“We’re always cognizant of what the competition offers,” said Ed Kane, Harvard Pilgrim’s vice president for Maine.

Emily Brostek, executive director of Consumers for Affordable Health Care, an Augusta nonprofit that advocates for health care access, said Harvard Pilgrim’s prices were too expensive for 2015, and so the insurer is trying to gear up for next year’s battle for customers.

“They (Harvard Pilgrim) were by far the most expensive for this year,” Brostek said. “If they had any hope of getting people to switch or new customers to choose them, they had to be competitive on price.”

Community Health Options, the Maine-based co-op, has been a business success story, and its dominant market share has been noted numerous times by the national media. The co-ops were created under the ACA, boosted by federal loans. Community Health Options started with a $65 million federal loan, and it has since expanded into New Hampshire.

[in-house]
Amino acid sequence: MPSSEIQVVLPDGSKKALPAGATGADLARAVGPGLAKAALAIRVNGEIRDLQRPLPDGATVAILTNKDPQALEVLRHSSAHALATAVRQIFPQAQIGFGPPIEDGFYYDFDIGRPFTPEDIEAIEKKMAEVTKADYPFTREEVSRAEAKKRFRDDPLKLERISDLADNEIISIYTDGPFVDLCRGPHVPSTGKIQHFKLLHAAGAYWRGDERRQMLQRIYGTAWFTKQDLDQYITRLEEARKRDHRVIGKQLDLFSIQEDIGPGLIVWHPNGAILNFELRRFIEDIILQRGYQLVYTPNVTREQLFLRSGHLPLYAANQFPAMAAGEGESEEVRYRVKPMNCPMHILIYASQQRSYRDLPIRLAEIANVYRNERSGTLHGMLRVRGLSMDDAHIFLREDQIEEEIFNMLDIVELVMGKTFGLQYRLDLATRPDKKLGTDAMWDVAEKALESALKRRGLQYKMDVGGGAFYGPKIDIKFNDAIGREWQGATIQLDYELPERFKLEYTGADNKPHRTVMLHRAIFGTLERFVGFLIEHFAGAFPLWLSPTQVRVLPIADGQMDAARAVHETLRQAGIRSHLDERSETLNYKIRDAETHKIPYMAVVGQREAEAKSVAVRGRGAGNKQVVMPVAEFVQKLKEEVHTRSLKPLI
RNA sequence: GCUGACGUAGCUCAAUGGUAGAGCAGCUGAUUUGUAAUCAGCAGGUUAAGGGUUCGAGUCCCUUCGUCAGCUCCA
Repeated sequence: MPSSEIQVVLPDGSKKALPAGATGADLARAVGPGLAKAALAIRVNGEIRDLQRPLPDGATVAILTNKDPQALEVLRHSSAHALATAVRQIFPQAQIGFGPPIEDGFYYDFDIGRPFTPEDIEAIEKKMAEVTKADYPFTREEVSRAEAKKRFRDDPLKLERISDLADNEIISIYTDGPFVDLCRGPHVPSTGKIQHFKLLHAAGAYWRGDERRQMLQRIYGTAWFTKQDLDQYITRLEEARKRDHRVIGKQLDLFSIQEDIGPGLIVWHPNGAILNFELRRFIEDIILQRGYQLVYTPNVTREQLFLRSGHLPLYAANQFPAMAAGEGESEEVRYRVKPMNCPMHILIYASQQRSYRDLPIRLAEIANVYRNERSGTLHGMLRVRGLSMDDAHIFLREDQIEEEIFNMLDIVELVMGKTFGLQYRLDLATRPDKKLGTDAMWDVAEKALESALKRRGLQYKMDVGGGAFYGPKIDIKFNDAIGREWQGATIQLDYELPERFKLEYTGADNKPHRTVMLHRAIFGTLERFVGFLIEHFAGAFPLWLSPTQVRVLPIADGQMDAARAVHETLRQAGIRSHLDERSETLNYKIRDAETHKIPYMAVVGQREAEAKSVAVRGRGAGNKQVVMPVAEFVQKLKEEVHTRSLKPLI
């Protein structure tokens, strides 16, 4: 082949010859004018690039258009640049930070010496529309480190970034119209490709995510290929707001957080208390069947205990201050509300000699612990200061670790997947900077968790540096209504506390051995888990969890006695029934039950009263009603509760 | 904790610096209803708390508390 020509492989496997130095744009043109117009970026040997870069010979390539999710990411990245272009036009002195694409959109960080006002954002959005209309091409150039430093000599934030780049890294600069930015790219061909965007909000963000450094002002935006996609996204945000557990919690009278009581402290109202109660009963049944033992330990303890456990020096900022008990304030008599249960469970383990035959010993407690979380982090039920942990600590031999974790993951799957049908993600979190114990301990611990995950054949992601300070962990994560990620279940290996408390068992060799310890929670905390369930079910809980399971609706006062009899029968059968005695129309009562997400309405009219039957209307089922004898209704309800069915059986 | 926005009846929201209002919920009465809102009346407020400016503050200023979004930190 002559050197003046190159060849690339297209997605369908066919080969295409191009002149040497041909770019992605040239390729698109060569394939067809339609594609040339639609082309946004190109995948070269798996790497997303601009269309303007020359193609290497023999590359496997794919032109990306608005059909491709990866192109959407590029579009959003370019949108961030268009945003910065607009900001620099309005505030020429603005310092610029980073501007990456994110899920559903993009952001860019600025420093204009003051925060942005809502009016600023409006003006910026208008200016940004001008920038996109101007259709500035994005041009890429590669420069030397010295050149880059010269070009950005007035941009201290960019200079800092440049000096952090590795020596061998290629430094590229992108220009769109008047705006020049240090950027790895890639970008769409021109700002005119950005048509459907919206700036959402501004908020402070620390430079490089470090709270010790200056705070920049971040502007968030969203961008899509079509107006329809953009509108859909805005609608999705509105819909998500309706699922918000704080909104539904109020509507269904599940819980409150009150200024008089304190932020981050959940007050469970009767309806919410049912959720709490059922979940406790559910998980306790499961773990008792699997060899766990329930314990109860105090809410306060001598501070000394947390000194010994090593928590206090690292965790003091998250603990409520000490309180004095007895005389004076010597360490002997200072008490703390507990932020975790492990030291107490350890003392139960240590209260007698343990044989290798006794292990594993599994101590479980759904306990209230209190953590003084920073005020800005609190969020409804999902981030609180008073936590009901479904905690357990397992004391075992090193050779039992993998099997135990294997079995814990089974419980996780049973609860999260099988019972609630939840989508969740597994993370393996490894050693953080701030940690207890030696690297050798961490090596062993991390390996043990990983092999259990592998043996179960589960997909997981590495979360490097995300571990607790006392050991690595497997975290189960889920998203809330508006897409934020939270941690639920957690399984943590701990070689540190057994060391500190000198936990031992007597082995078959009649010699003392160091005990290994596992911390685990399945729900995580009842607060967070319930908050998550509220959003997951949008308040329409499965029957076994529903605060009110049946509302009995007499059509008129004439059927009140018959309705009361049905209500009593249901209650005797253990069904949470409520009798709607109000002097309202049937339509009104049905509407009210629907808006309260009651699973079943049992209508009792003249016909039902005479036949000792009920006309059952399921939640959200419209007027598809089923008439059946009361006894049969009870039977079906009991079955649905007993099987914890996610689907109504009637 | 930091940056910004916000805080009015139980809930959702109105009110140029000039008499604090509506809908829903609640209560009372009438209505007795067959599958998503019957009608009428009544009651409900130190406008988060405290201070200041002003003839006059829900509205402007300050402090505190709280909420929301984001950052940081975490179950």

Community Health Options, Harvard Pilgrim and Anthem will be offering individual marketplace plans for 2016. Aetna was planning to enter the Maine marketplace for next year, but pulled out late last week, the Maine Bureau of Insurance confirmed on Monday. An Aetna spokeswoman couldn’t be reached Monday afternoon.

Harvard Pilgrim’s overall premium prices declined by an average of 4.8 percent for 2016 coverage. In addition, patients who choose the narrower network can save an additional 10 percent to 15 percent on premiums.

Community Health Options’ premiums rose an average of 0.5 percent, while Anthem’s plans increased by about 5 percent for 2016, according to the Bureau of Insurance.